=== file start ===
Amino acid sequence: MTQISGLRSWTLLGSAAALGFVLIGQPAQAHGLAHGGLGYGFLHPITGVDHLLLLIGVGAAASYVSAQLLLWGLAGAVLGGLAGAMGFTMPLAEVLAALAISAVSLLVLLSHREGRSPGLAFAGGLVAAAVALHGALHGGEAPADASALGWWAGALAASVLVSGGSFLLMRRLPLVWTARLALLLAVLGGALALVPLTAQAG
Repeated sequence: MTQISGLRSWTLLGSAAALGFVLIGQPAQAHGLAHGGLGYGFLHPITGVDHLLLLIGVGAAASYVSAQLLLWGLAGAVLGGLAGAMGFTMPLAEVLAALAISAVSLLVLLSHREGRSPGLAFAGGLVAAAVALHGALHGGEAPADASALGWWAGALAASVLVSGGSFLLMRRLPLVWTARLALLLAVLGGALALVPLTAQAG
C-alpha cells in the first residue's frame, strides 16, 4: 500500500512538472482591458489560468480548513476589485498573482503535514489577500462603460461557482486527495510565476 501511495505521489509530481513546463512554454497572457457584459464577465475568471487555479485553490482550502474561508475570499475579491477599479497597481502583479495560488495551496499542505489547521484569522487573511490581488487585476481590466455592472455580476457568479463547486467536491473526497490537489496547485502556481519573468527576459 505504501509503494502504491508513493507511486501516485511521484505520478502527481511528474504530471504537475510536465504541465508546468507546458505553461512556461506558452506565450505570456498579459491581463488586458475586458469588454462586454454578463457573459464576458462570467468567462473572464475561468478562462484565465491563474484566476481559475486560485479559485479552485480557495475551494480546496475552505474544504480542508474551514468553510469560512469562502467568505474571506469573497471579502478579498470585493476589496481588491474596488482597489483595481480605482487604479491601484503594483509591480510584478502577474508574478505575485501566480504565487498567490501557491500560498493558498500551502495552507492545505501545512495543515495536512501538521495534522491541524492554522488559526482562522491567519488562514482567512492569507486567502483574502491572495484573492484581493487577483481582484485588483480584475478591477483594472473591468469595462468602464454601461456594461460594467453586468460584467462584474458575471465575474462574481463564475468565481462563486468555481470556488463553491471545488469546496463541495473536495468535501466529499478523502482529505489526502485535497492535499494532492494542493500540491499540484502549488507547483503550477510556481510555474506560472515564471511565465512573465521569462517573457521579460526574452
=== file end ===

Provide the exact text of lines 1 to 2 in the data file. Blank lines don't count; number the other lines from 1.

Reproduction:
Amino acid sequence: MTQISGLRSWTLLGSAAALGFVLIGQPAQAHGLAHGGLGYGFLHPITGVDHLLLLIGVGAAASYVSAQLLLWGLAGAVLGGLAGAMGFTMPLAEVLAALAISAVSLLVLLSHREGRSPGLAFAGGLVAAAVALHGALHGGEAPADASALGWWAGALAASVLVSGGSFLLMRRLPLVWTARLALLLAVLGGALALVPLTAQAG
Repeated sequence: MTQISGLRSWTLLGSAAALGFVLIGQPAQAHGLAHGGLGYGFLHPITGVDHLLLLIGVGAAASYVSAQLLLWGLAGAVLGGLAGAMGFTMPLAEVLAALAISAVSLLVLLSHREGRSPGLAFAGGLVAAAVALHGALHGGEAPADASALGWWAGALAASVLVSGGSFLLMRRLPLVWTARLALLLAVLGGALALVPLTAQAG